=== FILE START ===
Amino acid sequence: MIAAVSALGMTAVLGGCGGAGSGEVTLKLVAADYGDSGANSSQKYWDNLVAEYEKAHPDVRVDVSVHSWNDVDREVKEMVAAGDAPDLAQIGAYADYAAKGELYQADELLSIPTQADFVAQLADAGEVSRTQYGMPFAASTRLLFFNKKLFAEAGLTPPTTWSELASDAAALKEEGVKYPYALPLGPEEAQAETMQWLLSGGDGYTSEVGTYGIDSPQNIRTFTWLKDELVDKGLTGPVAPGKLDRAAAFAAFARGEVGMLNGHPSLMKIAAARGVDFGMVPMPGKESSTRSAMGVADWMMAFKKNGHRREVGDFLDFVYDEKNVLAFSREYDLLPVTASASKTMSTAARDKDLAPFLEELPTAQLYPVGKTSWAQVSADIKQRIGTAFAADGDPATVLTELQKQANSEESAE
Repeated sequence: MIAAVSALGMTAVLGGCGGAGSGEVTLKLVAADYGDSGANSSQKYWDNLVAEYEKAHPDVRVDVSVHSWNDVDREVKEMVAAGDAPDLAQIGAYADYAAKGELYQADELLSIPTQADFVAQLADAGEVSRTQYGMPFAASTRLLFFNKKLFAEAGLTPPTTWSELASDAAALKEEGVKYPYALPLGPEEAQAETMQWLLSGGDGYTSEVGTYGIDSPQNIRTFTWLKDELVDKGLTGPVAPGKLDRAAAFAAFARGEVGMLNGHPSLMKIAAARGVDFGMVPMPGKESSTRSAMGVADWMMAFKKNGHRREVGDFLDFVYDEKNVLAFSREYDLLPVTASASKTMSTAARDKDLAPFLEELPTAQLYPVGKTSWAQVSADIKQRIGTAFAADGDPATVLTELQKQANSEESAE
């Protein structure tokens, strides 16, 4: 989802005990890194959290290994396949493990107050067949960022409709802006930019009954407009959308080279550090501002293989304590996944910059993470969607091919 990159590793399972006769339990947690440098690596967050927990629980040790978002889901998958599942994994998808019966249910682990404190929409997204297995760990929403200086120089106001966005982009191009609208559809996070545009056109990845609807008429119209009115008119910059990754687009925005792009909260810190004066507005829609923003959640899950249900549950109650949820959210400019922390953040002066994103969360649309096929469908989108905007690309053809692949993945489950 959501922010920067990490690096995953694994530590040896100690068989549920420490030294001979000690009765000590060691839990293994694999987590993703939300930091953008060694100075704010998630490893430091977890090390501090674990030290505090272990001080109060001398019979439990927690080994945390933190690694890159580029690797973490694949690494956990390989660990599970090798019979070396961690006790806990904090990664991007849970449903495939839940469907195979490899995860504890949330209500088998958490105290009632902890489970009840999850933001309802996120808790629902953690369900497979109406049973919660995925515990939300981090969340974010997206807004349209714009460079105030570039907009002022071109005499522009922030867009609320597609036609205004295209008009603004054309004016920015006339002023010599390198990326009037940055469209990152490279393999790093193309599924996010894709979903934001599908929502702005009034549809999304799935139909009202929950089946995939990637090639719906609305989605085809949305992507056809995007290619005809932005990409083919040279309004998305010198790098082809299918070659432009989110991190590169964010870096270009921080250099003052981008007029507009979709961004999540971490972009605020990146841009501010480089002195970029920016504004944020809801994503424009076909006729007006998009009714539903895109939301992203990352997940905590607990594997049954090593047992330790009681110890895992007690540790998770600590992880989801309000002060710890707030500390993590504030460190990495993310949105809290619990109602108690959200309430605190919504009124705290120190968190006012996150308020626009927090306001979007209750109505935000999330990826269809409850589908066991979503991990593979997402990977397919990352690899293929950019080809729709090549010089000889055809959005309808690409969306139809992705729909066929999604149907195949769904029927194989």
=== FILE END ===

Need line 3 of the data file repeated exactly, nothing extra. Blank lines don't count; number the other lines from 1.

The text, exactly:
């Protein structure tokens, strides 16, 4: 989802005990890194959290290994396949493990107050067949960022409709802006930019009954407009959308080279550090501002293989304590996944910059993470969607091919 990159590793399972006769339990947690440098690596967050927990629980040790978002889901998958599942994994998808019966249910682990404190929409997204297995760990929403200086120089106001966005982009191009609208559809996070545009056109990845609807008429119209009115008119910059990754687009925005792009909260810190004066507005829609923003959640899950249900549950109650949820959210400019922390953040002066994103969360649309096929469908989108905007690309053809692949993945489950 959501922010920067990490690096995953694994530590040896100690068989549920420490030294001979000690009765000590060691839990293994694999987590993703939300930091953008060694100075704010998630490893430091977890090390501090674990030290505090272990001080109060001398019979439990927690080994945390933190690694890159580029690797973490694949690494956990390989660990599970090798019979070396961690006790806990904090990664991007849970449903495939839940469907195979490899995860504890949330209500088998958490105290009632902890489970009840999850933001309802996120808790629902953690369900497979109406049973919660995925515990939300981090969340974010997206807004349209714009460079105030570039907009002022071109005499522009922030867009609320597609036609205004295209008009603004054309004016920015006339002023010599390198990326009037940055469209990152490279393999790093193309599924996010894709979903934001599908929502702005009034549809999304799935139909009202929950089946995939990637090639719906609305989605085809949305992507056809995007290619005809932005990409083919040279309004998305010198790098082809299918070659432009989110991190590169964010870096270009921080250099003052981008007029507009979709961004999540971490972009605020990146841009501010480089002195970029920016504004944020809801994503424009076909006729007006998009009714539903895109939301992203990352997940905590607990594997049954090593047992330790009681110890895992007690540790998770600590992880989801309000002060710890707030500390993590504030460190990495993310949105809290619990109602108690959200309430605190919504009124705290120190968190006012996150308020626009927090306001979007209750109505935000999330990826269809409850589908066991979503991990593979997402990977397919990352690899293929950019080809729709090549010089000889055809959005309808690409969306139809992705729909066929999604149907195949769904029927194989």